It is a path that Canada is trying to avoid after a period in which home prices have risen much faster than incomes – faster than any other decade since the 1950s. To afford those houses and condos, Canadians now hold nearly $1.2-trillion of mortgage debt, nearly three times what they had in 2000. Households have almost $1.65 in debt for every $1 in after-tax income, the highest since Statistics Canada began keeping the data in 1990.
And in the process, the federal government has been taking on bigger risks as well. The federal government now backstops some $800-billion in mortgages, mostly through CMHC, the equivalent of almost half of Canada's annual economic output.
Those are the reasons that Finance Minister Jim Flaherty has been trying to halt the rise in debt and engineer a soft landing in the real estate market. A crash in home prices wouldn't just cause untold financial pain for Canadian homeowners – it has the potential to expose the federal government to huge liabilities for their mortgages.
How we got to this place is not merely the story of a historic boom in real estate. It's also the story of an institution that has grown into something it was never intended to be.
The evolution of CMHC
CMHC was an idea of the postwar government of Mackenzie King, who saw a need for federal intervention to find a place to live for tens of thousands of soldiers who were coming home. It also built some of the first social-housing projects in Canada.
At the time, home ownership was out of reach for many Canadians, even those in the burgeoning middle class. Lenders usually required a down payment of about 50 per cent, and the mortgage business was not very competitive, dominated by a small number of trust companies and insurers.
In the mid-1950s, Ottawa moved to change that, opening the doors to banks to grant mortgages and asking CMHC to begin offering mortgage insurance. The insurance kicks in if the homeowner fails to make payments on the loan, compensating the lender for any losses.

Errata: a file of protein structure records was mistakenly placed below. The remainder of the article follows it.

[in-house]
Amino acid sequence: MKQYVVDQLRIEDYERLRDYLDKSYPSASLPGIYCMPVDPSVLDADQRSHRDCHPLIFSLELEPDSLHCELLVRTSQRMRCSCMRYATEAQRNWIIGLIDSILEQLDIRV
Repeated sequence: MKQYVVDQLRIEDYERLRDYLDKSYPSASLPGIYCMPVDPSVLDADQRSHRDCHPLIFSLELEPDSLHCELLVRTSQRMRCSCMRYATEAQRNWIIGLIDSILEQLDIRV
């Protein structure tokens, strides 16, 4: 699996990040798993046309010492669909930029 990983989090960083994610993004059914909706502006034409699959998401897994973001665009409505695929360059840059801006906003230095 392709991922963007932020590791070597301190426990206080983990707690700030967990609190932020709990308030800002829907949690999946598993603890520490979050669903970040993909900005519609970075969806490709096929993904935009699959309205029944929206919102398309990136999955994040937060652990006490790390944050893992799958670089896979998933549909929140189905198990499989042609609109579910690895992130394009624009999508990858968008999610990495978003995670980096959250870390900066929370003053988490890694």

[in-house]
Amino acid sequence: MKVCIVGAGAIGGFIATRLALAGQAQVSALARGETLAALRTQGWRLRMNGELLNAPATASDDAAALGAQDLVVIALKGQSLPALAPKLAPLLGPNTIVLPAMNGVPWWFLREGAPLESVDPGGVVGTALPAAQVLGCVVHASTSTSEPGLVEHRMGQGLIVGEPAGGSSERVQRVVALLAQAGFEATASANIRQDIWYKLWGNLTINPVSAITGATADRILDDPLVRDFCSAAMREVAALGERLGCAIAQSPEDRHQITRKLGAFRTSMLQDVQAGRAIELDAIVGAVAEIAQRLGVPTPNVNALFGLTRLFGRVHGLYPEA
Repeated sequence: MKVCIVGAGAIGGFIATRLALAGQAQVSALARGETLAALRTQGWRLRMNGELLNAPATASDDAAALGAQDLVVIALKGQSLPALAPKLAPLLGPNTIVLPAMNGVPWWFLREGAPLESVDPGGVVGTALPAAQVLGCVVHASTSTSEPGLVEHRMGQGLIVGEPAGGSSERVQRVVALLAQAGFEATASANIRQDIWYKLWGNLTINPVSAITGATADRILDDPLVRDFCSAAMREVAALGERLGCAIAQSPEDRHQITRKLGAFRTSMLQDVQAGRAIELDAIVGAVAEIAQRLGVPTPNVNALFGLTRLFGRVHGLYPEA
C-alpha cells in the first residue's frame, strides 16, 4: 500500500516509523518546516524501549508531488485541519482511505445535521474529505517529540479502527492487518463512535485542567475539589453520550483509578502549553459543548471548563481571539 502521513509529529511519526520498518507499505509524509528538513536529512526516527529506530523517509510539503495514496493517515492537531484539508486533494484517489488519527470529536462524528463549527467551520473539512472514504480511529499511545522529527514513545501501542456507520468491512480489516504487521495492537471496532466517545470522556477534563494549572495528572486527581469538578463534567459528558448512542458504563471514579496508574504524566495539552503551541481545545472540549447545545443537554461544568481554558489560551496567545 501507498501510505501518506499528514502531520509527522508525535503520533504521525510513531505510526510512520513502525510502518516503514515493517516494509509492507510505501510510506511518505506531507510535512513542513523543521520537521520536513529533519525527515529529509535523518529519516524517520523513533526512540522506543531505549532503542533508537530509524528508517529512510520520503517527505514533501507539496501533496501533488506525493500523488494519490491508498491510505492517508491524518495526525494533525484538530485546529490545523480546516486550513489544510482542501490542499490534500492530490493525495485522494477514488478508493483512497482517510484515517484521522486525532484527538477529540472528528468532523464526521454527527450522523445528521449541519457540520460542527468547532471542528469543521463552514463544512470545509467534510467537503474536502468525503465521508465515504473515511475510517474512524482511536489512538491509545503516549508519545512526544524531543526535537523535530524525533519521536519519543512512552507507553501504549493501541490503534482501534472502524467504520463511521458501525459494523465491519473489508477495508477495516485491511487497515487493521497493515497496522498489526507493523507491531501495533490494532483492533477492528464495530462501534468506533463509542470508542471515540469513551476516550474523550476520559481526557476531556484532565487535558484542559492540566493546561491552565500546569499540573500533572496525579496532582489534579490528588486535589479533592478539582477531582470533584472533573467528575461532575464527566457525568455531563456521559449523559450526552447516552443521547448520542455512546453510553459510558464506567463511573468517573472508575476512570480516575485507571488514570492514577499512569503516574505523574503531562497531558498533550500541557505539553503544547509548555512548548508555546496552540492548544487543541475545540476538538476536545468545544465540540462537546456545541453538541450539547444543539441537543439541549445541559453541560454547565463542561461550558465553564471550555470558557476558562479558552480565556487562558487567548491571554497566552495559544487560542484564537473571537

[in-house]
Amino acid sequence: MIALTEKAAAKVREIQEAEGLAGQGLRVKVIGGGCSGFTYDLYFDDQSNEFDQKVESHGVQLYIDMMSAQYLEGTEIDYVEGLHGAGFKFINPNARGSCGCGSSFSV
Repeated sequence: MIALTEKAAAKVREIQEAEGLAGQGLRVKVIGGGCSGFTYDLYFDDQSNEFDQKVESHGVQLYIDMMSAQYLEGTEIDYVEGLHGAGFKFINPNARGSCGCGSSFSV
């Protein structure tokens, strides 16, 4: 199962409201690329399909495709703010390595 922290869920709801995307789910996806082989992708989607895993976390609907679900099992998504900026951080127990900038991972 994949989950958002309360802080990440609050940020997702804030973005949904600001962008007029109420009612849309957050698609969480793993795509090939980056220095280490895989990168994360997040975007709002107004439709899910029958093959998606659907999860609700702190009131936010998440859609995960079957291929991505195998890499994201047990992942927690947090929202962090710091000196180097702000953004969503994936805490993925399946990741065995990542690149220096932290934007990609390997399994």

The creation of a federal guarantee knocked down one of the major barriers to entry in the housing market. Now it was possible to buy a home with a down payment of just 10 per cent; lenders would advance the money, knowing they were protected by Ottawa from bad borrowers and falling property markets. Home ownership rates went up; by the early 1970s, about six in 10 Canadians lived in a house they owned.
Still, the system had its limits. One was on length: CMHC would only guarantee mortgages of 25 years or less, to encourage people to pay off their homes in a reasonable time.
The length of a mortgage has a major impact on its cost to the borrower. Consider two homeowners taking out an identical $400,000 mortgage, at 4 per cent interest, making monthly payments.
The first pays off the loan in 25 years, shelling out $231,000 in interest over that time. The other takes 30 years, in order to enjoy lower payments along the way. But that extra five years adds more than $53,000 to his interest bill.
Mortgage insurance is also expensive, and in the past, most home buyers tried hard to scrape together the minimum down payment needed to avoid it. (Since 2007, that minimum has been 20 per cent of the purchase price; before that, it was 25 per cent.) In 1992, just one in five mortgages was insured.
CMHC quietly served this slice of the home-buying public and was largely ignored by its political masters. Canadians are reliable when it comes to repaying their mortgages, so insurance claims were minimal, and the company made money for the government.